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Prediction of residual ischemic risk in ticagrelor-treated patients with acute coronary syndrome

Abstract

Background

Despite strong antiplatelet therapy with ticagrelor, serious ischemic events still occur in patients with acute coronary syndrome (ACS). The predictability of platelet reactivity to the residual risk of ischemic events during ticagrelor treatment remains uncertain.

Objectives

We aimed to investigate the predictability of the thromboelastography (TEG)-measured adenosine disphosphate (ADP)-induced platelet inhibition rate (ADP%) to the ischemic events in ticagrelor-treated patients with ACS.

Methods

A cohort of ticagrelor-treated patients with ACS were consecutively recruited. ADP% was measured by TEG after 3 days of ticagrelor maintenance treatment. The primary ischemic event was defined as rehospitalization for unstable angina (UA) within 1 year, and the secondary ischemic event was a composite of the primary ischemic event plus all-cause death, nonfatal myocardial infarction (MI), stent thrombosis, stroke, and unplanned revascularization within 1 year.

Results

A total of 751 eligible patients with ACS were included in the analysis, with 336 patients randomly assigned to the derivation group and 415 to the validation group. The overall rates of primary and secondary ischemic events were 14.51% (n = 109) and 16.91% (n = 127), respectively. Compared to the patients without ischemic events, those with ischemic events had a significantly lower ADP% both in the derivation group (for primary ischemic events: 66.05% vs. 92.80%, p < 0.001; for secondary ischemic events: 66.05% vs. 93.20%, p < 0.001) and in the validation group (for primary ischemic events: 66.40% vs. 89.20%, p < 0.001; for secondary ischemic events: 66.90% vs. 89.20%, p < 0.001). Receiver operating characteristic curve (ROC) analysis showed that an ADP% < 76% was the optimal cut-off value for predicting 1-year primary ischemic events, with an area under the curve (AUC) of 0.80 (95% CI: 0.72–0.86, p < 0.001) in the derivation group and 0.77 (95% CI: 0.69–0.85, p < 0.001) in the validation group. The multivariate Cox regression hazard analysis consistently identified an ADP% < 76% as an independent predictor of primary ischemic events in the derivation group (HR: 8.21, 95% CI: 4.82–13.99, p < 0.001) and in the validation group (HR: 6.34 95% CI: 3.32–12.11, p < 0.001). There was also a strong association between an ADP% < 76 and the occurrence of secondary ischemic events in the derivation group (HR: 7.33, 95% CI: 4.47–12.00, p < 0.001) and in the validation group (HR: 4.76, 95% CI: 2.73–8.32, p < 0.001).

Conclusion

The ADP-induced platelet inhibition rate measured by TEG could predict ischemic events in ticagrelor-treated patients with ACS.

Introduction

Dual antiplatelet therapy (DAPT) with a P2Y12 receptor inhibitor combined with aspirin is the cornerstone for the prevention of thrombotic events in patients diagnosed with acute coronary syndrome (ACS). As a strong and reversible P2Y12 receptor inhibitor, ticagrelor provides faster, more consistent and stronger P2Y12 receptor inhibition [1]. According to the latest guidelines, it is reasonable to use ticagrelor in preference to clopidogrel for maintenance P2Y12 inhibitor therapy in patients with ACS [2, 3]. Despite the consistent effects and proven benefits of adding ticagrelor to aspirin therapy, a significant percentage of patients (8–17%) still experience ischemic events [4,5,6]. How to predict the occurrence of adverse events in ticagrelor-treated patients remains uncertain. Optimal antiplatelet therapy should involve an objective assessment of the individual thrombotic tendency based on the measurement of platelet reactivity [7]. Compelling evidence from observational studies confirmed the contribution of platelet function tests to the prediction of ischemic events in patients with ACS [8,9,10,11,12]. However, most of these studies were based on clopidogrel-treated patients, and the link between platelet reactivity and clinical events in ticagrelor-treated patients remains uncertain [13, 14]. In addition, platelet reactivity with ticagrelor, assessed by the vasodilator-stimulated phosphoprotein (VASP) index, was not found to be associated with bleeding or thrombotic events in ACS patients undergoing percutaneous coronary intervention (PCI) [13]. Therefore, whether platelet reactivity can be used as a surrogate endpoint for ticagrelor-treated patients remains uncertain. Indeed, apart from the inhibition of the P2Y12-ADP pathway, ticagrelor has an additional antiplatelet pathway via the increase in adenosine, which inhibits platelet reactivity via activation of the adenosine A2A receptor [15, 16]. Therefore, the VASP index and VerifyNow P2Y12 assay, which assesses the inhibition of the P2Y12-ADP pathway, could not accurately reflect the overall antiplatelet effect of ticagrelor [17]. Thromboelastography (TEG) can measure the strength of a clot as a direct function of the maximum dynamic properties of fibrin-platelet binding via GP IIb/IIIa and the platelet contractile system. It can be used to globally assess platelet aggregation mediated by fibrinogen, and the contribution of platelet-fibrin interactions to thrombosis and haemorrhage [12]. Therefore, in the present study, we aimed to evaluate the relationship between the ADP-induced platelet inhibition rate (ADP%) assessed by TEG and ischemic events in ticagrelor-treated patients with ACS.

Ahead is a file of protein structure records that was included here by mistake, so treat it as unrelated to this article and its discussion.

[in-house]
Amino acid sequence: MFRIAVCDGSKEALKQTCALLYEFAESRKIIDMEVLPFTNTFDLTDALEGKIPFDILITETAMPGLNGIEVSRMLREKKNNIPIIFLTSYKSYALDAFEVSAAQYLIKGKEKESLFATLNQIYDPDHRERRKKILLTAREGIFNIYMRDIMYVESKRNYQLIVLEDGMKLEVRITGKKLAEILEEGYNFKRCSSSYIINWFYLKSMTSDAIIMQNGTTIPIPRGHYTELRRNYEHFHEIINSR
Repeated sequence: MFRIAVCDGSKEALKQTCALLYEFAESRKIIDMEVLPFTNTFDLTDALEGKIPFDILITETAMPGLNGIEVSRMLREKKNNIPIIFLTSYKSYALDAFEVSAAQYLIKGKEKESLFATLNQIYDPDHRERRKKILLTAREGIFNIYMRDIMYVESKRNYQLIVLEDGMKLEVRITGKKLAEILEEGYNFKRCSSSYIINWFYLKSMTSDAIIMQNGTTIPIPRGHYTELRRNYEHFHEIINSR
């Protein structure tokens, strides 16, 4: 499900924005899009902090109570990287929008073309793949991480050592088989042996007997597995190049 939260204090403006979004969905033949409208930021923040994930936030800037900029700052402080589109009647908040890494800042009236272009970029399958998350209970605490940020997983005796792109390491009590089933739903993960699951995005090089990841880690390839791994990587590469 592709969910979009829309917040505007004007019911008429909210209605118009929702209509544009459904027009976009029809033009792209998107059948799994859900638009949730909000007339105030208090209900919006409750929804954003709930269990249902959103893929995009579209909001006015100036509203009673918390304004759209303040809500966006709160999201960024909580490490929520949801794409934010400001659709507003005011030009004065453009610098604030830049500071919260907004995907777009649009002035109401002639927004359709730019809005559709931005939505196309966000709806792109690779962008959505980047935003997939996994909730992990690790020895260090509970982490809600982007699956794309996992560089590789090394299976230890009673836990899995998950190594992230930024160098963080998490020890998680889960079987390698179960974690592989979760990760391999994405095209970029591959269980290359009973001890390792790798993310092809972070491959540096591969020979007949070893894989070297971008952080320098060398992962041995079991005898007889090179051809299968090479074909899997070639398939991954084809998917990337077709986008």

Methods

Patient recruitment

In this study, consecutive patients with ACS treated with ticagrelor and aspirin in the Department of Cardiology, the Chinese PLA General Hospital, from September 2013 to May 2017 were recruited. All patients were tested for antiplatelet reactivity represented by the TEG-measured ADP% value after 3 days of maintenance treatment with ticagrelor. Patients were excluded if they had contraindications for ticagrelor treatment, a history of cardiac arrest, a history of severe dyspnea, active bleeding, previous major bleeding history or recent intracranial haemorrhage, a platelet count less than 100 × 109/L, or a recent serious infection. The protocol of the study was approved by the medical ethics committee of the Chinese PLA General Hospital, and the study was conducted in accordance with the Declaration of Helsinki. All included patients provided written informed consent.